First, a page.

The USA is a Left of Center Nation
The USA is a left of center nation given the center defined by elites. This is my off topic thought (and comment) on a brilliant post on money and politics at The Monkey Cage. Ray LaRaja and Brian Schaffner note that parties give to centrist incumbents (likely to be in seriously contested seats) and argue that allowing more soft money controlled by parties would reduce polarization.
I note and steal their very first graph on issue opinions of people who don’t donate money to political campaigns (95% of the population) (click read more to see a thumbnail then click it to see the figure — sorry I am wordpressilliterate).
I am interested in the fact that, according to the ideological scale, the average (and median and modal) non donor is well to the left of center. I am sure that when people here of the center, they think of the center of public opinion. But the center as defined by, well for example, LaRaja and Schaffner is to the right of the center of public opinion.
I asked them how they defined zero. I can think of many definitions which would give this result. One is sort issues as left or right based on House roll calls (Dems vote left) then look a the aveage or median representative — so we just learn the House is to the right of the country. Another is subjective and consists of choosing a set of issues where members of the elite perceive answering yes to half of the questions to be centrist.
My final guess is that the center perceived by political scientists and journalists is somewhere in between the average view and the weighted average of opinions weighted by the income of the opinion holder.
Move the zero point around enough and you can define the US as a leftist or a rightist country. It is obvious however that they did not define the center as the center of public opinion. And I wonder why not?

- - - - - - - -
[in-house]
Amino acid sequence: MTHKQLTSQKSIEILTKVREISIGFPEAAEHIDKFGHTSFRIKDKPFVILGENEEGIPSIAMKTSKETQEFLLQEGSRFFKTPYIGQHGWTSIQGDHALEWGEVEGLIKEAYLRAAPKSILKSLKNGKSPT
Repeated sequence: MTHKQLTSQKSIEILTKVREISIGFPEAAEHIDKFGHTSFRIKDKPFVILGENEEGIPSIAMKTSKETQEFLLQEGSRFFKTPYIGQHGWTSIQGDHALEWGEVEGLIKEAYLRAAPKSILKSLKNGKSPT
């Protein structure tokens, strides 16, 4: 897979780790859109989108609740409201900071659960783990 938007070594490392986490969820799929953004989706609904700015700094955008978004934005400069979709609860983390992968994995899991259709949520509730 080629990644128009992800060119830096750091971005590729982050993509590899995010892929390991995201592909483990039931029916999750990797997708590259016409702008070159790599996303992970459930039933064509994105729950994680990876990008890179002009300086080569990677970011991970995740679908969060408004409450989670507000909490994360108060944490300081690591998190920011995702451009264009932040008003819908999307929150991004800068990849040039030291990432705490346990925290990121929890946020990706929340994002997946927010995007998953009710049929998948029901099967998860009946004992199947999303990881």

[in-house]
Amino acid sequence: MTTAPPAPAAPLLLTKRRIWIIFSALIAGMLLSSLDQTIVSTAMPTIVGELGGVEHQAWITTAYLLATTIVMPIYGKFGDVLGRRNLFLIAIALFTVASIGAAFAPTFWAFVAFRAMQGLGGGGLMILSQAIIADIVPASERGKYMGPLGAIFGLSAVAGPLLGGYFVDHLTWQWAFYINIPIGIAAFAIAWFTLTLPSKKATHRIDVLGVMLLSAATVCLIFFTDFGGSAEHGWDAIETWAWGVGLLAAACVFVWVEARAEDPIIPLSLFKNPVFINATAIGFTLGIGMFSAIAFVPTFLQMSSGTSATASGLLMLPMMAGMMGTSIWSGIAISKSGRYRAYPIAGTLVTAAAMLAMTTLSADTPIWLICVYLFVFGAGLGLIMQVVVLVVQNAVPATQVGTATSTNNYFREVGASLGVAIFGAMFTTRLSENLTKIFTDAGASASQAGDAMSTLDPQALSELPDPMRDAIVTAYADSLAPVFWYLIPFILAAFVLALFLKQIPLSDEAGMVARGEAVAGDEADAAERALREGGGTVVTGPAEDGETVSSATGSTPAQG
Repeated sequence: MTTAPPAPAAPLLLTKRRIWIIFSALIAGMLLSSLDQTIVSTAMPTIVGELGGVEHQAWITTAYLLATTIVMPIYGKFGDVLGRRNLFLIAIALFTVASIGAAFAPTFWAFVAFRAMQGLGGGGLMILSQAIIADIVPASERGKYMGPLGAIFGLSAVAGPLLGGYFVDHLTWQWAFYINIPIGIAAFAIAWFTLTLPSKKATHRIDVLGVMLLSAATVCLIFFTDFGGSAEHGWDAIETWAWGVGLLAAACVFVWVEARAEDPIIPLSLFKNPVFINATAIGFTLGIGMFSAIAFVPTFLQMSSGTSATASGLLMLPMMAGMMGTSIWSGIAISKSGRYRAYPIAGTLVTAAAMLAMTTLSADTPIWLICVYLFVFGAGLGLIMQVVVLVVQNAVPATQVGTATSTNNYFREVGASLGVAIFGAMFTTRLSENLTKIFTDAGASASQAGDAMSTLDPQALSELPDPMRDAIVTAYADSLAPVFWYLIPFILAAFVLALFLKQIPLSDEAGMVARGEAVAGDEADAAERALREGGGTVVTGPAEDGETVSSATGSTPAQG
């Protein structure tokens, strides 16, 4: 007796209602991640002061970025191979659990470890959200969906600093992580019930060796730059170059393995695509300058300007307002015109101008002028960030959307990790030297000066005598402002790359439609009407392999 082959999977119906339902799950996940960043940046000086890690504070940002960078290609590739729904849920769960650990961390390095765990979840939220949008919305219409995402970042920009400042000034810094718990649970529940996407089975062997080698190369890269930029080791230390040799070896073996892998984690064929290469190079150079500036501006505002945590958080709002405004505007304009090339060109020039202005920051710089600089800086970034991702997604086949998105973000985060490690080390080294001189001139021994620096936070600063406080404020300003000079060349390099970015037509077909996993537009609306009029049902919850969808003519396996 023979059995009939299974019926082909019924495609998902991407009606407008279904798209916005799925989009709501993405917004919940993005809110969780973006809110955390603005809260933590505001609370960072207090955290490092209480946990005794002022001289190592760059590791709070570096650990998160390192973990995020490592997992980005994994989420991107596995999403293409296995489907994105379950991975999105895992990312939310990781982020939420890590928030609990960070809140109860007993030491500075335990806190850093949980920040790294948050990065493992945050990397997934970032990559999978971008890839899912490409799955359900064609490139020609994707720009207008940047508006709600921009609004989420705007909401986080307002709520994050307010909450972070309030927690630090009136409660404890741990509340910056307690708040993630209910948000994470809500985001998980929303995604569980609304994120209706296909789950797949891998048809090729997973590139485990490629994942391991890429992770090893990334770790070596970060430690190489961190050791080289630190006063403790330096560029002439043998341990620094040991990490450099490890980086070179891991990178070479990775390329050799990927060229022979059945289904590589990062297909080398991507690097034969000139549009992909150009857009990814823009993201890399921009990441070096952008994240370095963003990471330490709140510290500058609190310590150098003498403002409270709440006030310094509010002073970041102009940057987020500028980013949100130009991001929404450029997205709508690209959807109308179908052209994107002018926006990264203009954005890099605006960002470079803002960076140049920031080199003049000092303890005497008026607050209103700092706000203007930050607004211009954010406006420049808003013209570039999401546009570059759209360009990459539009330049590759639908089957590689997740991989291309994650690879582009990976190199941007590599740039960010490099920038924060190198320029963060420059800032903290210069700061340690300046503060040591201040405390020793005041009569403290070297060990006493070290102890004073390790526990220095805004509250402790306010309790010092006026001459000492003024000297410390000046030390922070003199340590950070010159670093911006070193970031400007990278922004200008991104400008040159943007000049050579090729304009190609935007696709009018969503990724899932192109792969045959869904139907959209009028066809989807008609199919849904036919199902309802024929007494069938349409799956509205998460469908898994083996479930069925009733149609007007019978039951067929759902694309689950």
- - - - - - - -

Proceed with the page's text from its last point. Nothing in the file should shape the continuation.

and I wonder “why?”
so we get to decide what color arm band to wear?
case in point: SS is generally considered “left of center” by people who care about such labels. I suppose because “the government” has something to do with it. which would make the Interstate Highways “left of center.”
On the other hand when I try to “fix” Social Security by suggesting that people just keep on paying for it themselves, the way they always have… the way they have always paid for their own retirements… I get called a shill for the rich, which i take to mean “right of center.”
Then when everyone has decided which team I am on they can hate me or ignore me according to their gang colors. Simpler that way.
Why or why not? I guess it comes down to the same thing. If you are going to use the center to define left and right, then you should define the center.
After all, every point on a line is the center.
@ Jerry Critter
In defence of LaRaja and Schaffner, I linked to a blog post which puts an extreme premium on brevity with a side order of avoiding alarmingly technical descriptions. I am sure they defined the center formally as the median or mean of some distribution. I guess it is based on votes in the US Congress. I do think that a note explaining this would have added to their post (I told them in a comment).
I would define the left more and right more answer to a question either by correlation with party identification, by correlation with liberal moderat conservative identification or by votes by party in congress. I am pretty sure that these would give the same assignments of yes to left and right. Then I would define the center as the average of left scores responses in a survey of US adults.
This would mean that whatever LaRaja and Brian Schaffner define as 0 is to the right of the US center, as I define it. This would be interesting if I had their academic paper where it is defined. I shall google.
I guess my “why?” was meant more as “why bother?” With respect to Waldmann who is entitled to what interests him, I regard party labels (including “liberal” v “conservative” as just one more trick to distract people from thinking about real problems and to regard politics as something like the fierce rivalry between White Sox fans and Cubs fans.